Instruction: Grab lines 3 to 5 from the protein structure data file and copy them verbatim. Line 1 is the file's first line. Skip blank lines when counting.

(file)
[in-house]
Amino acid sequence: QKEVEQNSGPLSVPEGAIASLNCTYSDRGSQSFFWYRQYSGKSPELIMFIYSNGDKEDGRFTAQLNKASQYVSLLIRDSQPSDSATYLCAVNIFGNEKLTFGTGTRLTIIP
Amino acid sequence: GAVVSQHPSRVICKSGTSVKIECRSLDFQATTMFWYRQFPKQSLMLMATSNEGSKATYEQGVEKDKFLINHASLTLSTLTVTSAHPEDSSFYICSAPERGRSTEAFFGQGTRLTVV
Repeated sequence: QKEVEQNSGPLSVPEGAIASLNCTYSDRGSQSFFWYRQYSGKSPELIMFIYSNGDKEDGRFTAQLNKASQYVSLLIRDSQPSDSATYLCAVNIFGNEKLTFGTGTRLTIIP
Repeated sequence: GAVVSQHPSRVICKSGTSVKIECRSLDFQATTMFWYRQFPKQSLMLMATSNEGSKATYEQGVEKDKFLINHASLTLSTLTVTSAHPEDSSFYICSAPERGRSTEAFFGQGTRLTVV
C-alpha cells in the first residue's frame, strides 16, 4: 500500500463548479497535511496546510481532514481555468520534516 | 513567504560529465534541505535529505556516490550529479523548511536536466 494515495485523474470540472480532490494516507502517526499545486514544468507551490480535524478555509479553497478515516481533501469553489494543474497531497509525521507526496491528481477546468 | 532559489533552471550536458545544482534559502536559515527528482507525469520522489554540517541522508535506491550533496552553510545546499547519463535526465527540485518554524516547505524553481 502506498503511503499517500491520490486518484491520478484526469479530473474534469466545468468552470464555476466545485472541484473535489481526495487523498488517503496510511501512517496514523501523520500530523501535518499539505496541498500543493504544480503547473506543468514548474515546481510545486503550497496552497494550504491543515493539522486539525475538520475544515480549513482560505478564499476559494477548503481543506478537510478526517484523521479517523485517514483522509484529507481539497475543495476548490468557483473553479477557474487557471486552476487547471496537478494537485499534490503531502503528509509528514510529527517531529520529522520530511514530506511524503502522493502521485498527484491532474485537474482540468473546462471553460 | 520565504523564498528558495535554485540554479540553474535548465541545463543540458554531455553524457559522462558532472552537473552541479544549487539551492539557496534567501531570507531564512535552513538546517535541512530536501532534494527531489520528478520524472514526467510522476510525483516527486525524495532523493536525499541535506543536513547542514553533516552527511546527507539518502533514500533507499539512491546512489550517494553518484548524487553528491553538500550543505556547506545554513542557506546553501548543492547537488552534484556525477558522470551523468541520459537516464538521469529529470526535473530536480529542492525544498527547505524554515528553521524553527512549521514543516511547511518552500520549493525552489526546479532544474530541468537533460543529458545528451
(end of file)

Amino acid sequence: GAVVSQHPSRVICKSGTSVKIECRSLDFQATTMFWYRQFPKQSLMLMATSNEGSKATYEQGVEKDKFLINHASLTLSTLTVTSAHPEDSSFYICSAPERGRSTEAFFGQGTRLTVV
Repeated sequence: QKEVEQNSGPLSVPEGAIASLNCTYSDRGSQSFFWYRQYSGKSPELIMFIYSNGDKEDGRFTAQLNKASQYVSLLIRDSQPSDSATYLCAVNIFGNEKLTFGTGTRLTIIP
Repeated sequence: GAVVSQHPSRVICKSGTSVKIECRSLDFQATTMFWYRQFPKQSLMLMATSNEGSKATYEQGVEKDKFLINHASLTLSTLTVTSAHPEDSSFYICSAPERGRSTEAFFGQGTRLTVV